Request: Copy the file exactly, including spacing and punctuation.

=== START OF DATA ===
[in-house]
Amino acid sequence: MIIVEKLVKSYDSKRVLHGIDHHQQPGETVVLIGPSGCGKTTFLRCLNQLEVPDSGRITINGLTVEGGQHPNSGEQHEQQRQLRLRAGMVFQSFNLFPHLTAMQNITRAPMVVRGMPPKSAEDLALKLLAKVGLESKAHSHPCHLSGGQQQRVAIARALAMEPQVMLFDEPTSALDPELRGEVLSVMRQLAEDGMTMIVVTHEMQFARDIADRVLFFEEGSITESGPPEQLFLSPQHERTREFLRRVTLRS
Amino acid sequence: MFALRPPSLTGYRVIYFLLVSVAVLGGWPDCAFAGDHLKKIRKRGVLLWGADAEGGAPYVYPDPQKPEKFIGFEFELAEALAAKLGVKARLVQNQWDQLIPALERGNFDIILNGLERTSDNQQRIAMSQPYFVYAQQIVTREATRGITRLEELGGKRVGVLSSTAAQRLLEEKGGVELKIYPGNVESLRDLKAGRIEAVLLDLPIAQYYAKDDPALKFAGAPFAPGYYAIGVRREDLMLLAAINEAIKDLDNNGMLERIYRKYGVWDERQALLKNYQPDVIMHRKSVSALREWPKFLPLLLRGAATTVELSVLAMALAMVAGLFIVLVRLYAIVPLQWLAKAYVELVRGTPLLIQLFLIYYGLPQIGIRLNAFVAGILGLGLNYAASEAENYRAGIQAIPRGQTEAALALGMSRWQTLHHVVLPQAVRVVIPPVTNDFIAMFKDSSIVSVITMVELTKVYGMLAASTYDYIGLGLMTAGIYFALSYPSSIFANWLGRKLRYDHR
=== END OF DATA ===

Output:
[in-house]
Amino acid sequence: MIIVEKLVKSYDSKRVLHGIDHHQQPGETVVLIGPSGCGKTTFLRCLNQLEVPDSGRITINGLTVEGGQHPNSGEQHEQQRQLRLRAGMVFQSFNLFPHLTAMQNITRAPMVVRGMPPKSAEDLALKLLAKVGLESKAHSHPCHLSGGQQQRVAIARALAMEPQVMLFDEPTSALDPELRGEVLSVMRQLAEDGMTMIVVTHEMQFARDIADRVLFFEEGSITESGPPEQLFLSPQHERTREFLRRVTLRS
Amino acid sequence: MFALRPPSLTGYRVIYFLLVSVAVLGGWPDCAFAGDHLKKIRKRGVLLWGADAEGGAPYVYPDPQKPEKFIGFEFELAEALAAKLGVKARLVQNQWDQLIPALERGNFDIILNGLERTSDNQQRIAMSQPYFVYAQQIVTREATRGITRLEELGGKRVGVLSSTAAQRLLEEKGGVELKIYPGNVESLRDLKAGRIEAVLLDLPIAQYYAKDDPALKFAGAPFAPGYYAIGVRREDLMLLAAINEAIKDLDNNGMLERIYRKYGVWDERQALLKNYQPDVIMHRKSVSALREWPKFLPLLLRGAATTVELSVLAMALAMVAGLFIVLVRLYAIVPLQWLAKAYVELVRGTPLLIQLFLIYYGLPQIGIRLNAFVAGILGLGLNYAASEAENYRAGIQAIPRGQTEAALALGMSRWQTLHHVVLPQAVRVVIPPVTNDFIAMFKDSSIVSVITMVELTKVYGMLAASTYDYIGLGLMTAGIYFALSYPSSIFANWLGRKLRYDHR